Christopher Riley

When Christopher began experiencing symptoms, he already had an inkling that he may have a blood cancer. However, receiving his diagnosis of chronic lymphocytic leukaemia was still a shock. Here, he recounts his experiences.

10 years ago, I was going through my diagnosis of what turned out to be an incurable, although manageable, blood cancer – chronic lymphocytic leukaemia (CLL). Having mortality stop by and stare me in the face at 40 wasn’t quite what I had planned or expected. This curve ball has been one of the biggest challenges in my life and, at that moment in time, I did not believe I would even be here to celebrate my recent 50th birthday.

My GP was very good; knowing that someone of my age would probably have googled my symptoms – including overwhelming fatigue, enlarged but not sore lymph nodes in my neck, and repeated infections – he asked, “What do you think it is?”, to which I responded ‘lymphoma’. I then went through various hospital appointments in a two-week period resulting in a diagnosis over the phone at the end of the month. My first appointment I was sent to a lymphoma clinic, but on arrival the full results of my tests had been received and I was later referred to the CLL clinic.

CLL is a strange form of cancer to live with, in particular if you are on ‘watch and wait’. Most cancer patients have the ups and downs of diagnosis and invasive and sometimes aggressive procedures and treatments. With CLL you have the rollercoaster moment during diagnosis and then you’re just left there hanging in limbo with the expectation to just carry on with your life as it was. The old ‘normal’ life though has changed and has been replaced with living with cancer. One now has the uncertainty and anxiety between regular check-up appointments, always wondering if this will be the one where you’ll be told that treatment will begin.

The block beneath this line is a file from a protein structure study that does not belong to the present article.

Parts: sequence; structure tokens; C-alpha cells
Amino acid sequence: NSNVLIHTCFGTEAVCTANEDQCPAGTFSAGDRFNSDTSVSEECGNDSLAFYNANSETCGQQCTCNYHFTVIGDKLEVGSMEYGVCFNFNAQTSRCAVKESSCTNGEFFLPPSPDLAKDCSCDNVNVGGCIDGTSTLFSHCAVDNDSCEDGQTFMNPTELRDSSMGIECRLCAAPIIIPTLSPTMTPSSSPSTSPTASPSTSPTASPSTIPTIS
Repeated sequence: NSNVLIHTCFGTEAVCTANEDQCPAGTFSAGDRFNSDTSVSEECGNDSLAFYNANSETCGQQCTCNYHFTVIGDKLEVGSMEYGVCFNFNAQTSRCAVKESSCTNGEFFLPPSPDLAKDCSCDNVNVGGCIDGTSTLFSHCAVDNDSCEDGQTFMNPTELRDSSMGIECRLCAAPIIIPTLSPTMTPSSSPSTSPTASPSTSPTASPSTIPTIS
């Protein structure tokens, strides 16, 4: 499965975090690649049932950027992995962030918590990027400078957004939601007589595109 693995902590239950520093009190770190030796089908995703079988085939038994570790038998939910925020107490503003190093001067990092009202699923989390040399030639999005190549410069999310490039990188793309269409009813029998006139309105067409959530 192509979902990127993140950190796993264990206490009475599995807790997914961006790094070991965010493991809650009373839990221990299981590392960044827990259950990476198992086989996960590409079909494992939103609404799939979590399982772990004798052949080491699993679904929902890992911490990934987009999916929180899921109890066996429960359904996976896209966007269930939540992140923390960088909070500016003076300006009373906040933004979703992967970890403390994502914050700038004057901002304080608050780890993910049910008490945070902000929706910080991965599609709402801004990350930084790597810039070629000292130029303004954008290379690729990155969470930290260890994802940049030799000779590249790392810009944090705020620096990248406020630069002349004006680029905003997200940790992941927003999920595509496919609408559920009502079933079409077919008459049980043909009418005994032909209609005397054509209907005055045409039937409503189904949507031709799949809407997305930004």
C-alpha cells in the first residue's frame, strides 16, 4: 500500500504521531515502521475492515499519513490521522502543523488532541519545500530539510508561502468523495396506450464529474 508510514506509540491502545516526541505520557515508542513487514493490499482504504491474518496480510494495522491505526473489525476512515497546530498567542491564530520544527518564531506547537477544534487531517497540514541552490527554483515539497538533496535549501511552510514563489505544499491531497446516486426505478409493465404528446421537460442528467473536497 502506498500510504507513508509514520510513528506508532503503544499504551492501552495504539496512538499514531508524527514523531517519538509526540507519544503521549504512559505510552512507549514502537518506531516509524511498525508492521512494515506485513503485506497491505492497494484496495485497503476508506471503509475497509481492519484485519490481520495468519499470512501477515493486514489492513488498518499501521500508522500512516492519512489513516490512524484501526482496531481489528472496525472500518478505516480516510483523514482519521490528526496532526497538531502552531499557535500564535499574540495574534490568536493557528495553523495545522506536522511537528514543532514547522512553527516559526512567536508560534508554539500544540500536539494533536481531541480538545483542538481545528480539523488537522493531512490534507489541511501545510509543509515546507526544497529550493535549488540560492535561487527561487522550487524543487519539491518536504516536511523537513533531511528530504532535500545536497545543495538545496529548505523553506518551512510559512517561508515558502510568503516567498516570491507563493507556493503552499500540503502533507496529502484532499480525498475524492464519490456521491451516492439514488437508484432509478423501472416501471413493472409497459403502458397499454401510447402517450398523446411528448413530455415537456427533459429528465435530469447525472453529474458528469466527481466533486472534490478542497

The ‘it’s a good cancer to have’ and ‘you look so well’ quotes can begin to make one feel like an imposter in the cancer world. This can leave one feeling like you’re not entitled to the same concerns and worries. Family and friends begin to forget you are unwell. Empathy for symptoms such as fatigue and anxiety begin to wane.

I feel grateful for my family and friends and for their love and kindness. In particular, to my partner of 21 years, Paul, who has been right by my side through every moment and the obstacles have only made our love stronger.

I hope these events have not defined me although, undoubtedly, they have changed me and have given me an understanding of my own strength and how resilient we are as beings.

I have learnt to live my life like every moment is stolen. As Auntie Mame said, “Life is a banquet and most poor sons of bitches are starving to death.”

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